Cascade Observations: Hold the Snickers salad

“What are the ten most common foods served at Thanksgiving?” My son-in-law had learned the answers to this query after listening to the news, and now posed the question to us. We guessed the first nine correctly — turkey, dressing, mashed potatoes, gravy, cranberries, rolls, pumpkin pie, green beans, and glazed carrots. The tenth stumped us. We guessed wrong with yams, salad and peas. Finally, he revealed the mystery dish — winter squash. Back at their home, we checked our menu to see if we were common or unique. Our feast lacked rolls; our carrots, pulled that morning from the garden soil, were raw; and the pumpkin dessert looked more like a runny cheesecake than a pie. But we nailed it on everything else — including the beans. Not just green beans, but Green Bean Casserole, made with that all-American ingredient cream of mushroom soup.

This Thanksgiving was my first time assisting in the production of GBC. I didn’t know that French-cut canned green beans were the legume of choice, having assumed the casserole was made with fresh beans. I didn’t know it was essential to pour in some of the canned bean water before stirring the beans and soup mix together. I did know about the garnish of packaged fried onions, and sneaked a few before we shook them on top. I didn’t know something that looked so awful could taste so delicious — but it did. After eating it, though, I gave thanks that I didn’t have to have my blood tested for sodium. I’m sure I would have failed.

I was in a restaurant sharing my story about Green Bean Casserole to friends, when the owner of the business stopped at our table. She had overheard my story, and wanted to share a story about her Thanksgiving feast this year. It was typical — turkey, vegetables, dressing, etc., except for one item. A relative had asked if she could bring a salad. The restaurant owner was delighted by the generous offer. As the guests carried their prepared dishes into the house, the woman asked her relative what kind of salad she had made. The girl answered, “Snickers Salad.” Apples, bananas, cut up Snickers bars and Cool Whip were its only ingredients. Needless to say, there was a lot of leftover “salad” when the meal was over.

The rest of our Thanksgiving leftovers are but a delicious memory. The turkey carcass is in the freezer, waiting to be roasted once again and turned into delectable broth. In the meantime, we’re moving on to our next culinary project, gingerbread houses.

I initiated the ritual of gingerbread house construction the year I moved to Oregon. As a present to my brother and sister-in-law, I fashioned a cookie house to resemble their home, which they had lovingly designed and built mostly by themselves. A decade later I began sharing the tradition with my daughter. We baked a neighborhood of walls and roofs, purchased a mountain of candy, mixed frosting as stiff as spackle, and invited her young friends over to build candy-covered miniature houses.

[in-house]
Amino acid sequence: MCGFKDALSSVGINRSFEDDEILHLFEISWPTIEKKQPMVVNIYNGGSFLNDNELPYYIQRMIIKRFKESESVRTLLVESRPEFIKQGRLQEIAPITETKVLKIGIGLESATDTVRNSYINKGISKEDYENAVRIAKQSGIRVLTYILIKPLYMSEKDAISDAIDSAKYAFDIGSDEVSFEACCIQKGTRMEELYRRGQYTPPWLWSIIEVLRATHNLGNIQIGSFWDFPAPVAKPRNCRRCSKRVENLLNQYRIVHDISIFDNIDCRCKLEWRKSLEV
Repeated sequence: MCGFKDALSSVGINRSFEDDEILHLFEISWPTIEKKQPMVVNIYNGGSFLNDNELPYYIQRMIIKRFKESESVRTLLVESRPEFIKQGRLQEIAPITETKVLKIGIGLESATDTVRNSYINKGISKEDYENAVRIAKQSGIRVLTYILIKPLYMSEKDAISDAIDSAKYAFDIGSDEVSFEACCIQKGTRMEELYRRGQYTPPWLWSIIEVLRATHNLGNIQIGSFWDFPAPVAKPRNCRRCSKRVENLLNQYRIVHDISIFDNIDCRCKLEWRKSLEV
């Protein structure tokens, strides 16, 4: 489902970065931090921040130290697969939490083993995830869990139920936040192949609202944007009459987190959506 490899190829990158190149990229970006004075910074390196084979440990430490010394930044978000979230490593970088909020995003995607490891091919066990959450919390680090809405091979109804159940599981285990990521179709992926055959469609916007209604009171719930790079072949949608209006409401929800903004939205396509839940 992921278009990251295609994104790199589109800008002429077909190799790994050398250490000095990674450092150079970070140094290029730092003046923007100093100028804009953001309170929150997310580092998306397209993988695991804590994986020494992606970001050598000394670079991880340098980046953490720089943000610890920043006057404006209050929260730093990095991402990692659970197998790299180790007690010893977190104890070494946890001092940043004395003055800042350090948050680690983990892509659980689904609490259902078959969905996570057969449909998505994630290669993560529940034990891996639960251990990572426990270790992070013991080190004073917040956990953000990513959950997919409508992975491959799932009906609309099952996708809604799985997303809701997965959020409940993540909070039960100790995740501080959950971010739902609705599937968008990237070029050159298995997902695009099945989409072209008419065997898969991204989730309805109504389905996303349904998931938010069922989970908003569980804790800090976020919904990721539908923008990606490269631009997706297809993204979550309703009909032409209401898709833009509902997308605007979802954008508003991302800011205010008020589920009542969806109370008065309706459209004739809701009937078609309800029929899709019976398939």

Those little girls are now grown women. For many years the house templates have stayed hidden in the drawer and the molasses has remained capped. This year the gingerbread house tradition is being rekindled; our invited guests are my daughter’s boss and her 4-year old son. I’m excited — it’s been too long since we’ve made these cookie structures that look good enough to eat, but are anything but edible.

When the houses are done, I’ll move on to my favorite holiday project — baking cookies. I love to bake throughout the year, but during the holidays I set aside the common recipes and pull out the special ones — scrumptious buttery morsels flavored with nuts, dried fruits, aromatic spices and special chocolate. For 14 years, I’ve kept written records of the featured holiday cookies. Mocha Toffee Cashew bars appear in nearly every annual list. There’s almost always a batch of butter cookies seasoned with intensely flavored Vietnamese cinnamon, as well as treats made with local cherries, lovingly pitted and dried on a hot summer day in the past. Notes are scribbled in the margins. The Swedish Ginger Thins were “too sticky to roll out — made balls and smashed them with a glass.” Cranberry Caramel Bars were “Very gooey.” Apricot Butter Spirals get two stars. 2009 has one entry: “No cookies — H1N1 Flu.”

I’m thinking of making Chocolate Peanut Butter Bark Treats again this year. They’re thinner, more sophisticated versions of a Snickers Bar, made with dark chocolate and gourmet peanuts. I promise, though, to only serve them as a sweet after-dinner treat. Chocolate, peanuts, and heavy cream should never, ever, grace the walls of a salad bowl. Leave that job to garlic, olive oil, vinegar and fresh greens.



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